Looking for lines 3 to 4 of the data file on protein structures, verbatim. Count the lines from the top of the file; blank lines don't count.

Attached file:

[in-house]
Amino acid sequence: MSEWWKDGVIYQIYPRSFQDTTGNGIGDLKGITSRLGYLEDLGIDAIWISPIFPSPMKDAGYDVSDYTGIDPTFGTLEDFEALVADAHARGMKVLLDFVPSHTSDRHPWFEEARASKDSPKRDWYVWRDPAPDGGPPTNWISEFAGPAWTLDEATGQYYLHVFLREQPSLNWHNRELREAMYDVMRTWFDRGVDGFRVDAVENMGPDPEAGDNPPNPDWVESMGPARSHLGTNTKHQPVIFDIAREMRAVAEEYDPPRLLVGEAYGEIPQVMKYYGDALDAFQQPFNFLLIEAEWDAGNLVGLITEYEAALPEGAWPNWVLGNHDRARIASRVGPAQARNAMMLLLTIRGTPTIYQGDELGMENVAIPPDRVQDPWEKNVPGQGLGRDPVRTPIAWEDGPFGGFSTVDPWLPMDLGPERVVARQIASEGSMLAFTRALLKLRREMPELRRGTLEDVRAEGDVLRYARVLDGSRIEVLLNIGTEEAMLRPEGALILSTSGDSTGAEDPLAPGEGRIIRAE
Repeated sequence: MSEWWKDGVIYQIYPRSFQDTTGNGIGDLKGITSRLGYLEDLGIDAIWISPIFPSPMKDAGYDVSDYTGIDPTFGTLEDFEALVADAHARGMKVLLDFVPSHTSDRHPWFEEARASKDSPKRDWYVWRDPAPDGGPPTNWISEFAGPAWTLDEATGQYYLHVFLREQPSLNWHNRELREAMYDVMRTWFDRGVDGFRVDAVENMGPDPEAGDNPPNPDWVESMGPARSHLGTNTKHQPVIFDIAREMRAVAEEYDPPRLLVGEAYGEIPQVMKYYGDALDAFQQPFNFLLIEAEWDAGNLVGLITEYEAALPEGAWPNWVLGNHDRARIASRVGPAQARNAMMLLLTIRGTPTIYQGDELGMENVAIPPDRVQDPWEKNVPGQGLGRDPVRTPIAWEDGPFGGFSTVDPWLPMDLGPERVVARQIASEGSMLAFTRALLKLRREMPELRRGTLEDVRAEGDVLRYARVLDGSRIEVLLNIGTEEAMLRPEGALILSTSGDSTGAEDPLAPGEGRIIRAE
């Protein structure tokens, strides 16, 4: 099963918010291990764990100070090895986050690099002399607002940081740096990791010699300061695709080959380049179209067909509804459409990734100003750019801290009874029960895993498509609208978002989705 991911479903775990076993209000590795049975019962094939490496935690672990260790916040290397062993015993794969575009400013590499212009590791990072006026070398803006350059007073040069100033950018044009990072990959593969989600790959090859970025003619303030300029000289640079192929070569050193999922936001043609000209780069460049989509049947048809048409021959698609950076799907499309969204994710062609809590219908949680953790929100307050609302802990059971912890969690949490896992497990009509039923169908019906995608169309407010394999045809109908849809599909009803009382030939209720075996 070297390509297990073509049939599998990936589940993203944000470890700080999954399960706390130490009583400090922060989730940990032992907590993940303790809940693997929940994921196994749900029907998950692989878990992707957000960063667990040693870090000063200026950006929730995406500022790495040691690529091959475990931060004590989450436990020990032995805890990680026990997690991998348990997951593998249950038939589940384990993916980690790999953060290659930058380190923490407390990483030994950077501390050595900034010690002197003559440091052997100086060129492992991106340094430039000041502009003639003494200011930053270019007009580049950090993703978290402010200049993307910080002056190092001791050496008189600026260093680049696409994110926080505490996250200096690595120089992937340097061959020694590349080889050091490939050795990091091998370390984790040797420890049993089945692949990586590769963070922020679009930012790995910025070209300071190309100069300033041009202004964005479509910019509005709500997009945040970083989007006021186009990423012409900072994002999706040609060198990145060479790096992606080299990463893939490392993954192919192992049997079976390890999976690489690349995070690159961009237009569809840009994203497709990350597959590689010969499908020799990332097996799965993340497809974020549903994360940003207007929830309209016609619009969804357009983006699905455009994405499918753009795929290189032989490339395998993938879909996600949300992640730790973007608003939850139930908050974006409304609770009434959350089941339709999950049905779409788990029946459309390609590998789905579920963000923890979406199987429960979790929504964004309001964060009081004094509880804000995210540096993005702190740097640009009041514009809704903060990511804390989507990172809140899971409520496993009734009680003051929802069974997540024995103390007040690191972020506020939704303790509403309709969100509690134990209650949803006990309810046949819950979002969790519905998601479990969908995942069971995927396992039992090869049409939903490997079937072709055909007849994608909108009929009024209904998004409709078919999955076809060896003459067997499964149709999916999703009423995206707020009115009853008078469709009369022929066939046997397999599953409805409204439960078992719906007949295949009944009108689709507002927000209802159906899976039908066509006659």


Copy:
Repeated sequence: MSEWWKDGVIYQIYPRSFQDTTGNGIGDLKGITSRLGYLEDLGIDAIWISPIFPSPMKDAGYDVSDYTGIDPTFGTLEDFEALVADAHARGMKVLLDFVPSHTSDRHPWFEEARASKDSPKRDWYVWRDPAPDGGPPTNWISEFAGPAWTLDEATGQYYLHVFLREQPSLNWHNRELREAMYDVMRTWFDRGVDGFRVDAVENMGPDPEAGDNPPNPDWVESMGPARSHLGTNTKHQPVIFDIAREMRAVAEEYDPPRLLVGEAYGEIPQVMKYYGDALDAFQQPFNFLLIEAEWDAGNLVGLITEYEAALPEGAWPNWVLGNHDRARIASRVGPAQARNAMMLLLTIRGTPTIYQGDELGMENVAIPPDRVQDPWEKNVPGQGLGRDPVRTPIAWEDGPFGGFSTVDPWLPMDLGPERVVARQIASEGSMLAFTRALLKLRREMPELRRGTLEDVRAEGDVLRYARVLDGSRIEVLLNIGTEEAMLRPEGALILSTSGDSTGAEDPLAPGEGRIIRAE
């Protein structure tokens, strides 16, 4: 099963918010291990764990100070090895986050690099002399607002940081740096990791010699300061695709080959380049179209067909509804459409990734100003750019801290009874029960895993498509609208978002989705 991911479903775990076993209000590795049975019962094939490496935690672990260790916040290397062993015993794969575009400013590499212009590791990072006026070398803006350059007073040069100033950018044009990072990959593969989600790959090859970025003619303030300029000289640079192929070569050193999922936001043609000209780069460049989509049947048809048409021959698609950076799907499309969204994710062609809590219908949680953790929100307050609302802990059971912890969690949490896992497990009509039923169908019906995608169309407010394999045809109908849809599909009803009382030939209720075996 070297390509297990073509049939599998990936589940993203944000470890700080999954399960706390130490009583400090922060989730940990032992907590993940303790809940693997929940994921196994749900029907998950692989878990992707957000960063667990040693870090000063200026950006929730995406500022790495040691690529091959475990931060004590989450436990020990032995805890990680026990997690991998348990997951593998249950038939589940384990993916980690790999953060290659930058380190923490407390990483030994950077501390050595900034010690002197003559440091052997100086060129492992991106340094430039000041502009003639003494200011930053270019007009580049950090993703978290402010200049993307910080002056190092001791050496008189600026260093680049696409994110926080505490996250200096690595120089992937340097061959020694590349080889050091490939050795990091091998370390984790040797420890049993089945692949990586590769963070922020679009930012790995910025070209300071190309100069300033041009202004964005479509910019509005709500997009945040970083989007006021186009990423012409900072994002999706040609060198990145060479790096992606080299990463893939490392993954192919192992049997079976390890999976690489690349995070690159961009237009569809840009994203497709990350597959590689010969499908020799990332097996799965993340497809974020549903994360940003207007929830309209016609619009969804357009983006699905455009994405499918753009795929290189032989490339395998993938879909996600949300992640730790973007608003939850139930908050974006409304609770009434959350089941339709999950049905779409788990029946459309390609590998789905579920963000923890979406199987429960979790929504964004309001964060009081004094509880804000995210540096993005702190740097640009009041514009809704903060990511804390989507990172809140899971409520496993009734009680003051929802069974997540024995103390007040690191972020506020939704303790509403309709969100509690134990209650949803006990309810046949819950979002969790519905998601479990969908995942069971995927396992039992090869049409939903490997079937072709055909007849994608909108009929009024209904998004409709078919999955076809060896003459067997499964149709999916999703009423995206707020009115009853008078469709009369022929066939046997397999599953409805409204439960078992719906007949295949009944009108689709507002927000209802159906899976039908066509006659």